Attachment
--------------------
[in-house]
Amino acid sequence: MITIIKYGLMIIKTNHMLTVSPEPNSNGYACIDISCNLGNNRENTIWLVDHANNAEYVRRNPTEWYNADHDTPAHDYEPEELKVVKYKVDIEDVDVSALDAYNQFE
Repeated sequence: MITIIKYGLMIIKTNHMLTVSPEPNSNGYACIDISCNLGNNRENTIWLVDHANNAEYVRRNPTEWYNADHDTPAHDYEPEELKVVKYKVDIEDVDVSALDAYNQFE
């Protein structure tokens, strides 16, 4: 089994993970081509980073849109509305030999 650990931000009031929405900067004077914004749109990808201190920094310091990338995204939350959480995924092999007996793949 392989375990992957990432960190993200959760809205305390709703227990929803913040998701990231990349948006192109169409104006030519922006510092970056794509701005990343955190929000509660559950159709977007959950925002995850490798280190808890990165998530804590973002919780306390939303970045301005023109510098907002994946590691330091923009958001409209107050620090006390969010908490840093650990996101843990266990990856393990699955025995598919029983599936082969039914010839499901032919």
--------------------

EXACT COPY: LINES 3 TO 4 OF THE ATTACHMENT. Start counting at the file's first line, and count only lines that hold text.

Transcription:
Repeated sequence: MITIIKYGLMIIKTNHMLTVSPEPNSNGYACIDISCNLGNNRENTIWLVDHANNAEYVRRNPTEWYNADHDTPAHDYEPEELKVVKYKVDIEDVDVSALDAYNQFE
């Protein structure tokens, strides 16, 4: 089994993970081509980073849109509305030999 650990931000009031929405900067004077914004749109990808201190920094310091990338995204939350959480995924092999007996793949 392989375990992957990432960190993200959760809205305390709703227990929803913040998701990231990349948006192109169409104006030519922006510092970056794509701005990343955190929000509660559950159709977007959950925002995850490798280190808890990165998530804590973002919780306390939303970045301005023109510098907002994946590691330091923009958001409209107050620090006390969010908490840093650990996101843990266990990856393990699955025995598919029983599936082969039914010839499901032919």